Olive Hill, Kentucky calls itself "a nice place to call home," but music lovers and outdoor enthusiasts call it a nice place to visit. Because of its small-town Americana charm and proximity to some extraordinary trailways, Olive Hill was recognized as the fourth official "Kentucky Trail Town," a program by which Kentucky communities build identity upon hiking, water, or railway trails.
Olive Hill has all three.
Tygarts Creek flows through downtown, carving a natural gorge upriver and downriver from Olive Hill. Carter Caves State Resort Park, one of Kentucky’s oldest parks spanning 1,800 acres and with 30 miles of hiking trails, is just seven miles north of town. And in its infancy, Olive Hill was a bustling railroad town that was the largest producer of fire bricks in the world during a boom in the 40s and 50s.
Today, Olive Hill is claiming its identity and finding renewed pride as a destination for music, community fun, and outdoor adventures, with the historic Depot Trailhead in downtown Olive Hill standing as a welcoming link between the past and present. The town recently restored the 1885 Depot into the "Trailhead" facility which now regularly hosts community events, live music, market days, and other activities. The mostly paved 8.5-mile Green Trail connects the Depot Trailhead to Carter Cave State Park, or paddlers can float 12.5 miles from the Depot to Carter Caves State Resort Park on Tygarts Creek.
The nearby Olive Hill Center for Arts and Education, a former school building restored and now programmed by the Olive Hill Historical Society, houses musicals, dinner theaters, and meetings.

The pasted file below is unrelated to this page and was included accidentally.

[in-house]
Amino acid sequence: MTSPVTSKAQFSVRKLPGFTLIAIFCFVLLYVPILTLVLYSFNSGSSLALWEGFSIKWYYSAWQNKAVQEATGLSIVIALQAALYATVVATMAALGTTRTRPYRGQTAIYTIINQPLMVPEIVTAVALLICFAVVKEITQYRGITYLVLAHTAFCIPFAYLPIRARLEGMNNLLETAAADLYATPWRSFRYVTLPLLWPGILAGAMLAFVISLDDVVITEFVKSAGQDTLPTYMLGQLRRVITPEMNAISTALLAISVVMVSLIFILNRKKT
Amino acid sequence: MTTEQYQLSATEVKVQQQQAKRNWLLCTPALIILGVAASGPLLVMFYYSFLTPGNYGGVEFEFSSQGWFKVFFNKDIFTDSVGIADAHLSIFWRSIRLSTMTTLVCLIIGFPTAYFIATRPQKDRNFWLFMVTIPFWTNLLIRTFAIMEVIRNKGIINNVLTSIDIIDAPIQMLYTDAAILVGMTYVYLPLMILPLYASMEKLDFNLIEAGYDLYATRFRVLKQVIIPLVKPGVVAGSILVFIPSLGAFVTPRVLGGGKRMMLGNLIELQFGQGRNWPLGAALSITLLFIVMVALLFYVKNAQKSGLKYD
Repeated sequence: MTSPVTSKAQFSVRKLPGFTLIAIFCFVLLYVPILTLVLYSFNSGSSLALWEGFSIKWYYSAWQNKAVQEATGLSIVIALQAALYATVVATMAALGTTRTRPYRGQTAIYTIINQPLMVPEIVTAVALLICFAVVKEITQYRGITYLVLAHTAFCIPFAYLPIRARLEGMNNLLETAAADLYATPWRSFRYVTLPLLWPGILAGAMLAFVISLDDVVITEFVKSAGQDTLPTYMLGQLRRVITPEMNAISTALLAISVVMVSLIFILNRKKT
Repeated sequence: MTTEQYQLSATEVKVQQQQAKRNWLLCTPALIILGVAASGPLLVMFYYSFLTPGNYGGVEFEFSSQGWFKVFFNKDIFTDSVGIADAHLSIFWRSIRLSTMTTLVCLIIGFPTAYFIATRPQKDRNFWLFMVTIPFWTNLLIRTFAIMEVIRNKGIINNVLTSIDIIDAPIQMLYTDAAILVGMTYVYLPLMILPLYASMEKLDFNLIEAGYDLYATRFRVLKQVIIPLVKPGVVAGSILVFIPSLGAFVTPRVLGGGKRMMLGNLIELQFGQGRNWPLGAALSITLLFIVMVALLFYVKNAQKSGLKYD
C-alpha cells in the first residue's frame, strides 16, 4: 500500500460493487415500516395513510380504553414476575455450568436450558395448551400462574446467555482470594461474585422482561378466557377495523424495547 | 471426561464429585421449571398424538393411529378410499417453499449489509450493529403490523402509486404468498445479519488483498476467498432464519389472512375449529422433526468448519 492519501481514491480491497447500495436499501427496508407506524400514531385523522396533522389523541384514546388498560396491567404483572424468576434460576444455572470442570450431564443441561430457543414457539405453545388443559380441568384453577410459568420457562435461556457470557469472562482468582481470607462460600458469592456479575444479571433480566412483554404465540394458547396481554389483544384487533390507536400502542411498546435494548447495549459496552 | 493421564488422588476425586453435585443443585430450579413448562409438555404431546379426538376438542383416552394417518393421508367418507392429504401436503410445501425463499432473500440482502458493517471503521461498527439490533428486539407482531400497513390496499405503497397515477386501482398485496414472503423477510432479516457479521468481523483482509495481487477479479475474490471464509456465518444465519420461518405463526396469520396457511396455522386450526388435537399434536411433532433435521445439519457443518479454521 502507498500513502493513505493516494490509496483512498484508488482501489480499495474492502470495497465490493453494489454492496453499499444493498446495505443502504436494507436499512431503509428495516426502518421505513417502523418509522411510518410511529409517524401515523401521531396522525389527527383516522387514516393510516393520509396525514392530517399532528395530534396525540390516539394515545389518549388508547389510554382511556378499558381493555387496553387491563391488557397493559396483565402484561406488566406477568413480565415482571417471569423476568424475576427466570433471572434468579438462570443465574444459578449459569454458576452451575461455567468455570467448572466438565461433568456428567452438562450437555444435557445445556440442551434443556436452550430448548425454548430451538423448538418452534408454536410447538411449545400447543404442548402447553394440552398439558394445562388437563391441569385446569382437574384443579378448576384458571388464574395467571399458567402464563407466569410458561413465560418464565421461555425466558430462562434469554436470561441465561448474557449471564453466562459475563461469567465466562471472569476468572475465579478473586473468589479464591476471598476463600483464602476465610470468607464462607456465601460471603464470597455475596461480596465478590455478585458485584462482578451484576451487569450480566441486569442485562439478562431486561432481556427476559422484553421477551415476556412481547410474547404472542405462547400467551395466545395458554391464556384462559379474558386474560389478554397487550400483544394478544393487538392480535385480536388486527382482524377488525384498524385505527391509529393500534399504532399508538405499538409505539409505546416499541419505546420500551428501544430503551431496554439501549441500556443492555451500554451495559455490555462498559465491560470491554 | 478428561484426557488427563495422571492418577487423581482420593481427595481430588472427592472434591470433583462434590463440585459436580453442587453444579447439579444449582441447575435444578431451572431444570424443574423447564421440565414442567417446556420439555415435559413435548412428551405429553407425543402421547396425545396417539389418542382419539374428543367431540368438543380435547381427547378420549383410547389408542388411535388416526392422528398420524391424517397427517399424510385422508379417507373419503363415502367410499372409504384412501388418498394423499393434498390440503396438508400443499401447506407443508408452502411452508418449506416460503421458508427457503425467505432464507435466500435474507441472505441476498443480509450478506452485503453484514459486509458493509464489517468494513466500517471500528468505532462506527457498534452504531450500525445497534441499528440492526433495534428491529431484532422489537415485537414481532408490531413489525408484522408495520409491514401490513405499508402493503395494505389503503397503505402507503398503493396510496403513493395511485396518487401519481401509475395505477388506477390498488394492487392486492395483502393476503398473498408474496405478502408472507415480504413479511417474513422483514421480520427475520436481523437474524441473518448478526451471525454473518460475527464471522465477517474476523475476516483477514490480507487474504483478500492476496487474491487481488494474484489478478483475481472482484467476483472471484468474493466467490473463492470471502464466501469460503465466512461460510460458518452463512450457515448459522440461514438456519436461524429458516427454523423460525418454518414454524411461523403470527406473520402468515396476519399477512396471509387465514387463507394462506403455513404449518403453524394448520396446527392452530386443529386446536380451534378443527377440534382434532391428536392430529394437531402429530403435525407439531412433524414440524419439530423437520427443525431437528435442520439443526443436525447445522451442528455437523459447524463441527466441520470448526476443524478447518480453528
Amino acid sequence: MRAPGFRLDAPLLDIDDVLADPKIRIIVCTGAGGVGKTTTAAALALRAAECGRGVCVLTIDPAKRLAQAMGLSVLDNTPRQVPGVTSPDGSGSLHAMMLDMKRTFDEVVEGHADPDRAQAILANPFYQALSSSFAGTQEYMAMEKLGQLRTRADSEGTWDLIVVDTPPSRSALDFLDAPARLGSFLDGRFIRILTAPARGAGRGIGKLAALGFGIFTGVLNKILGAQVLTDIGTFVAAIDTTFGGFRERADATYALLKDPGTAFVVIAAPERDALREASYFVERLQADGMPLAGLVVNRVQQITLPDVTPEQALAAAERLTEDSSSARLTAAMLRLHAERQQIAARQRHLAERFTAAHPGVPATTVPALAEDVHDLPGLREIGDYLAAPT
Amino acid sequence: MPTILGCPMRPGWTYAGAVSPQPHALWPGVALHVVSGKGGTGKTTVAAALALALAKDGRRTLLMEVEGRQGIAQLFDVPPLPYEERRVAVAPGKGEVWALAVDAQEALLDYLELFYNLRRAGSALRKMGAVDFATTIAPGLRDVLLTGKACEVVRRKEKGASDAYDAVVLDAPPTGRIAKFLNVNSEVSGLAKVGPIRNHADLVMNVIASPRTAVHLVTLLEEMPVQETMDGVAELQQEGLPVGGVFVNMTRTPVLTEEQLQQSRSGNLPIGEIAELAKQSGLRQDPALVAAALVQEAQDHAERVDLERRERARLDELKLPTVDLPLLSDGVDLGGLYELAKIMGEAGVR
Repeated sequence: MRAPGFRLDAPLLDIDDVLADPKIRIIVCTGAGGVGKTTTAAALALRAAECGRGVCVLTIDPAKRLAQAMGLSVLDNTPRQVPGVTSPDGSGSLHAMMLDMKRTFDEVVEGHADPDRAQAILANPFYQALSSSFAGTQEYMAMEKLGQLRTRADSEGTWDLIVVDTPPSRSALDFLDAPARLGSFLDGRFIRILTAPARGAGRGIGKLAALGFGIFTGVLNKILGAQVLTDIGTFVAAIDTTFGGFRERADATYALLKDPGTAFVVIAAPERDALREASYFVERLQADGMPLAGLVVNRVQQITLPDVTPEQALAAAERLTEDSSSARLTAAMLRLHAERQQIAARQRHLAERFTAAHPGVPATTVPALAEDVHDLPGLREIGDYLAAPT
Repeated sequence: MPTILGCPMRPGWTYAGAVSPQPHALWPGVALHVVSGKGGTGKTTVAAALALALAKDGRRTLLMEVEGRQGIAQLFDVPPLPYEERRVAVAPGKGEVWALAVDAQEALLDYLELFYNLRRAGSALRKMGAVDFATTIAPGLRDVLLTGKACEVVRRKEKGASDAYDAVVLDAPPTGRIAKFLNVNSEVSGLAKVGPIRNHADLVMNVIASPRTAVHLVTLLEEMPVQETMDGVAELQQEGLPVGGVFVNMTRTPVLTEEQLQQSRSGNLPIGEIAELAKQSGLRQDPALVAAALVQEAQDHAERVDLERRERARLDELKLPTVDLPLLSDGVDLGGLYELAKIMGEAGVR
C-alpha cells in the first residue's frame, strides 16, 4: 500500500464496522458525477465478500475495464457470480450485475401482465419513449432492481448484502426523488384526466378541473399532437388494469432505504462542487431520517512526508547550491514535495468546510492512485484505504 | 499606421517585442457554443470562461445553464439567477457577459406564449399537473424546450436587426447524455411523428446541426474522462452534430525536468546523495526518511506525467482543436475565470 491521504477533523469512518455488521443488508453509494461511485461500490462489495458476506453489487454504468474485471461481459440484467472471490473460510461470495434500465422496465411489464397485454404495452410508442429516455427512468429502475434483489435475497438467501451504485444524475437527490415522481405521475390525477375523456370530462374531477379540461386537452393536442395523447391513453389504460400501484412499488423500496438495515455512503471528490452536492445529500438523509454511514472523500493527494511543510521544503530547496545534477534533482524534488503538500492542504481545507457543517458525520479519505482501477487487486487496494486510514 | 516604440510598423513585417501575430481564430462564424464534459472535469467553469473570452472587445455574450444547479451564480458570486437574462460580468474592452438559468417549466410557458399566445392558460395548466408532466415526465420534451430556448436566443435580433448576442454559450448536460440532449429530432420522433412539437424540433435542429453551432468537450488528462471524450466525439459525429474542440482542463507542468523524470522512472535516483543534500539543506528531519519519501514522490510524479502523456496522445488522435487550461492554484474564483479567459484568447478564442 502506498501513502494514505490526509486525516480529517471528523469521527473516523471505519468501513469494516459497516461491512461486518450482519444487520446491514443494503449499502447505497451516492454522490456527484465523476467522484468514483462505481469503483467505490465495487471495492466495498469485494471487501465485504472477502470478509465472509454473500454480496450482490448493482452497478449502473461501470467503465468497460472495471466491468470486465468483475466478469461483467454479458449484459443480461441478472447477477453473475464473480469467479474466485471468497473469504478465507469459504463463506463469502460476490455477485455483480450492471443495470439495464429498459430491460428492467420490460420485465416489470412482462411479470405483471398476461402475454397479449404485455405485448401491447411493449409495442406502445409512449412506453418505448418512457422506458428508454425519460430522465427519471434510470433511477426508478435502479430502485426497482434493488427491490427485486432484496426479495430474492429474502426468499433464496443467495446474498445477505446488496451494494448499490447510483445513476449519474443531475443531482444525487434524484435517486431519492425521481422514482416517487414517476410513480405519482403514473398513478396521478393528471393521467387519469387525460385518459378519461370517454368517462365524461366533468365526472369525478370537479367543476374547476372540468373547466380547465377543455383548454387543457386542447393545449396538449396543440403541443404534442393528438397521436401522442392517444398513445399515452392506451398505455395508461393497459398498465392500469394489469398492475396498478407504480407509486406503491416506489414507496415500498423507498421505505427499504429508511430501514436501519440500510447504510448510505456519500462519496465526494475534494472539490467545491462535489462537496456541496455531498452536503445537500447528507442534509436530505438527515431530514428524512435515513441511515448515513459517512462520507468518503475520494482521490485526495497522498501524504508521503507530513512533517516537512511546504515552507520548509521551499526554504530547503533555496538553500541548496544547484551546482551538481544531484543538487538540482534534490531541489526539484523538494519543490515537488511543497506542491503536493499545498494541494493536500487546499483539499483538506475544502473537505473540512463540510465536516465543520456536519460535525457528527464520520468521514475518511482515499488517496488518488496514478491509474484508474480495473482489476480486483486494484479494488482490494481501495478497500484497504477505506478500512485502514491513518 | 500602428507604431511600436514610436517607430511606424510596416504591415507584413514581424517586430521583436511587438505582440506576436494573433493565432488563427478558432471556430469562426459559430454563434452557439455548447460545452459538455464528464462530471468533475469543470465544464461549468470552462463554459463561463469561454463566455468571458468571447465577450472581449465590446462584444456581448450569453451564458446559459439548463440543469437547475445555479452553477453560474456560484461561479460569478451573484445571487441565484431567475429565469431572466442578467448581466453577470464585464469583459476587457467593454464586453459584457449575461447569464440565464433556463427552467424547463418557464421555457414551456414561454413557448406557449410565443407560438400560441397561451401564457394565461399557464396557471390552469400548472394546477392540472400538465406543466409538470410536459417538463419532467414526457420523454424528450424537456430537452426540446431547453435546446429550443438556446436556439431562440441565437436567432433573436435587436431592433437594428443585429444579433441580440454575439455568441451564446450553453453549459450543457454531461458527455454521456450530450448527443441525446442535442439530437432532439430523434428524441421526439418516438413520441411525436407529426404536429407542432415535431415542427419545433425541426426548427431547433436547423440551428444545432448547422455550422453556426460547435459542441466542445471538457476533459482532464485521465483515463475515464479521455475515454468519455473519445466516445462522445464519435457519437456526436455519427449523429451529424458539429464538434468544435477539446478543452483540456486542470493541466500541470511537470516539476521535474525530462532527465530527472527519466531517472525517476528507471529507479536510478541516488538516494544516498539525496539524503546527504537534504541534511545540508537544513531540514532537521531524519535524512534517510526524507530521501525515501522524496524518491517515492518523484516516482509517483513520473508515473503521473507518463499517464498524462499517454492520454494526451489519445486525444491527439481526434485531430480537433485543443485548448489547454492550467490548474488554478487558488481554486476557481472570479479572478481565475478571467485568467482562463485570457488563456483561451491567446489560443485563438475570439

Music in the Air
As the welcome signs will tell you on the way into town, Olive Hill is the birthplace of country music icon Tom T. Hall, and music seems to be in the air. Solo performances and old-fashioned bluegrass jam sessions are regular occurrences at the Depot Trailhead, whether planned or spontaneously arising at the community firepit.
Carter Caves State Park once hosted the International Strange Music Festival, who was an idea dreamed up by Park Naturalist John Tierney. The festival boasted music made by things that are not intended to be instruments, like jugs, toilet seats, an upside-down table, a calliope of car horns, etc. It wasn’t as popular as Tierney had hoped, but the musical tradition continues at the park with the Fraley Festival of Traditional Music. Started in the 70s and is still going strong the each year on the first weekend after Labor Day, the festival pays tribute to the musical heritage of Eastern Kentucky with banjos, fiddles, and dulcimers.
Carter Caves State Resort Park
As the name suggests, the caves are the biggest draw to Carter Caves State Resort Park. Some of the most impressive caves in the state are found here, and four are open to the public. There are several guided tours offered, ranging from kid-friendly to strenuous crawling through small cave passages.
In addition to the cave tours offered at the park, there are plenty of opportunities for exploring the outdoors. Go paddling on the beautiful 46-acre Smoky Valley Lake or climb the sandstone cliff line. Climbing and rappelling permits can be picked up at the front desk of the lodge.